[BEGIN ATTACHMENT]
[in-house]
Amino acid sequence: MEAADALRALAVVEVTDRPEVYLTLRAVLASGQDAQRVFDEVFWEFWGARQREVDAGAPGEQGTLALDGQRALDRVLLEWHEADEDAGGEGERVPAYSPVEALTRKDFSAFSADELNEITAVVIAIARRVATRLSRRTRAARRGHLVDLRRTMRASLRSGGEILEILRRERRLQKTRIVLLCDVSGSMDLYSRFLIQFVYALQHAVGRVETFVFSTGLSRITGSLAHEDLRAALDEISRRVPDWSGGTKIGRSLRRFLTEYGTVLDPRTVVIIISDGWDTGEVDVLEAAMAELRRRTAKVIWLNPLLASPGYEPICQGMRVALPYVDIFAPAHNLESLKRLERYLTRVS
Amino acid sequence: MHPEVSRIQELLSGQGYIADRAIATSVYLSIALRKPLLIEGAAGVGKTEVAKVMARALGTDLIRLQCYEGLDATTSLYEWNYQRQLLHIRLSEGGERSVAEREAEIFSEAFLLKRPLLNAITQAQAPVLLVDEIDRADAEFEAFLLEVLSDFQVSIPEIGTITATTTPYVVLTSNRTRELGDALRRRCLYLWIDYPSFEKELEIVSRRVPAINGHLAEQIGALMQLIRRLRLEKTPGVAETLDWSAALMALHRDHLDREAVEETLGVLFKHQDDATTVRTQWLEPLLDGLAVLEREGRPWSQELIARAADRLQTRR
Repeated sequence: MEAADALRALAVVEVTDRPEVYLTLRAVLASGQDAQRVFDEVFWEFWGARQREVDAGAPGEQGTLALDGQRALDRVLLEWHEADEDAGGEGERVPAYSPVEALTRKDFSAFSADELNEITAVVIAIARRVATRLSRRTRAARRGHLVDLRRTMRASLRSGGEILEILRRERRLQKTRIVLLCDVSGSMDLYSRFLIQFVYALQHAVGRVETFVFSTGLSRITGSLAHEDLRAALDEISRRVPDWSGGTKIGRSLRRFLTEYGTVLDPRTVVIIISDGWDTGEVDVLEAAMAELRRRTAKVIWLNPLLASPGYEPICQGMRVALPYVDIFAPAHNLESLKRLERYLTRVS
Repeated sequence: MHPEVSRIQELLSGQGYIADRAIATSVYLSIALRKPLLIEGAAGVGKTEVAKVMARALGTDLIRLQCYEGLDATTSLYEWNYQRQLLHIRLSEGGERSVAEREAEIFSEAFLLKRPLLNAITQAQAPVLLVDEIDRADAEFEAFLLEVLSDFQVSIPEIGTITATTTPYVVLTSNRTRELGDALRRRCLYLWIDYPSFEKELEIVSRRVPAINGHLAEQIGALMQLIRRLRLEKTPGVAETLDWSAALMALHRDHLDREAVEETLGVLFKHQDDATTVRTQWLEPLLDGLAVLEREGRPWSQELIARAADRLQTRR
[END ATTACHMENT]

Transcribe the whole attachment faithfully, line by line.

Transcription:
[in-house]
Amino acid sequence: MEAADALRALAVVEVTDRPEVYLTLRAVLASGQDAQRVFDEVFWEFWGARQREVDAGAPGEQGTLALDGQRALDRVLLEWHEADEDAGGEGERVPAYSPVEALTRKDFSAFSADELNEITAVVIAIARRVATRLSRRTRAARRGHLVDLRRTMRASLRSGGEILEILRRERRLQKTRIVLLCDVSGSMDLYSRFLIQFVYALQHAVGRVETFVFSTGLSRITGSLAHEDLRAALDEISRRVPDWSGGTKIGRSLRRFLTEYGTVLDPRTVVIIISDGWDTGEVDVLEAAMAELRRRTAKVIWLNPLLASPGYEPICQGMRVALPYVDIFAPAHNLESLKRLERYLTRVS
Amino acid sequence: MHPEVSRIQELLSGQGYIADRAIATSVYLSIALRKPLLIEGAAGVGKTEVAKVMARALGTDLIRLQCYEGLDATTSLYEWNYQRQLLHIRLSEGGERSVAEREAEIFSEAFLLKRPLLNAITQAQAPVLLVDEIDRADAEFEAFLLEVLSDFQVSIPEIGTITATTTPYVVLTSNRTRELGDALRRRCLYLWIDYPSFEKELEIVSRRVPAINGHLAEQIGALMQLIRRLRLEKTPGVAETLDWSAALMALHRDHLDREAVEETLGVLFKHQDDATTVRTQWLEPLLDGLAVLEREGRPWSQELIARAADRLQTRR
Repeated sequence: MEAADALRALAVVEVTDRPEVYLTLRAVLASGQDAQRVFDEVFWEFWGARQREVDAGAPGEQGTLALDGQRALDRVLLEWHEADEDAGGEGERVPAYSPVEALTRKDFSAFSADELNEITAVVIAIARRVATRLSRRTRAARRGHLVDLRRTMRASLRSGGEILEILRRERRLQKTRIVLLCDVSGSMDLYSRFLIQFVYALQHAVGRVETFVFSTGLSRITGSLAHEDLRAALDEISRRVPDWSGGTKIGRSLRRFLTEYGTVLDPRTVVIIISDGWDTGEVDVLEAAMAELRRRTAKVIWLNPLLASPGYEPICQGMRVALPYVDIFAPAHNLESLKRLERYLTRVS
Repeated sequence: MHPEVSRIQELLSGQGYIADRAIATSVYLSIALRKPLLIEGAAGVGKTEVAKVMARALGTDLIRLQCYEGLDATTSLYEWNYQRQLLHIRLSEGGERSVAEREAEIFSEAFLLKRPLLNAITQAQAPVLLVDEIDRADAEFEAFLLEVLSDFQVSIPEIGTITATTTPYVVLTSNRTRELGDALRRRCLYLWIDYPSFEKELEIVSRRVPAINGHLAEQIGALMQLIRRLRLEKTPGVAETLDWSAALMALHRDHLDREAVEETLGVLFKHQDDATTVRTQWLEPLLDGLAVLEREGRPWSQELIARAADRLQTRR